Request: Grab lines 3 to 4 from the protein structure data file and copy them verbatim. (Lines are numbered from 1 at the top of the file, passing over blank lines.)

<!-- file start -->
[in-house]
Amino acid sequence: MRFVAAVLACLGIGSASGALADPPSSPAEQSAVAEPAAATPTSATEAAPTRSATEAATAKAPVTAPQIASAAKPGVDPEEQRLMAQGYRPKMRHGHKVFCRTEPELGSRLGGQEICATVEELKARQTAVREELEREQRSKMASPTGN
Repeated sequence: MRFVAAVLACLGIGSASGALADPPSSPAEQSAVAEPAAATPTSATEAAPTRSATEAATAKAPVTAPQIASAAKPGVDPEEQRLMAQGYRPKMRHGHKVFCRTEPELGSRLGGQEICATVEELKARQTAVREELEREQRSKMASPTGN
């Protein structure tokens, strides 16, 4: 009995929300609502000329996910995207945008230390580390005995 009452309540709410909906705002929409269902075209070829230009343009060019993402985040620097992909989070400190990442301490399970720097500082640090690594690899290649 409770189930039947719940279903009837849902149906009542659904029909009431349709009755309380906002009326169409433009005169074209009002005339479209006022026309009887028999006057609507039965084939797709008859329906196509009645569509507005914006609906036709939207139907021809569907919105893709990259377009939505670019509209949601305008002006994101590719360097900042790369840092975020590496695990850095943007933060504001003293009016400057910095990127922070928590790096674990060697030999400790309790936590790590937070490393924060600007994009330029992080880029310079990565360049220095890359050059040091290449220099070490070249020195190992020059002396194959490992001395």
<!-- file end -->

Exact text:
Repeated sequence: MRFVAAVLACLGIGSASGALADPPSSPAEQSAVAEPAAATPTSATEAAPTRSATEAATAKAPVTAPQIASAAKPGVDPEEQRLMAQGYRPKMRHGHKVFCRTEPELGSRLGGQEICATVEELKARQTAVREELEREQRSKMASPTGN
């Protein structure tokens, strides 16, 4: 009995929300609502000329996910995207945008230390580390005995 009452309540709410909906705002929409269902075209070829230009343009060019993402985040620097992909989070400190990442301490399970720097500082640090690594690899290649 409770189930039947719940279903009837849902149906009542659904029909009431349709009755309380906002009326169409433009005169074209009002005339479209006022026309009887028999006057609507039965084939797709008859329906196509009645569509507005914006609906036709939207139907021809569907919105893709990259377009939505670019509209949601305008002006994101590719360097900042790369840092975020590496695990850095943007933060504001003293009016400057910095990127922070928590790096674990060697030999400790309790936590790590937070490393924060600007994009330029992080880029310079990565360049220095890359050059040091290449220099070490070249020195190992020059002396194959490992001395």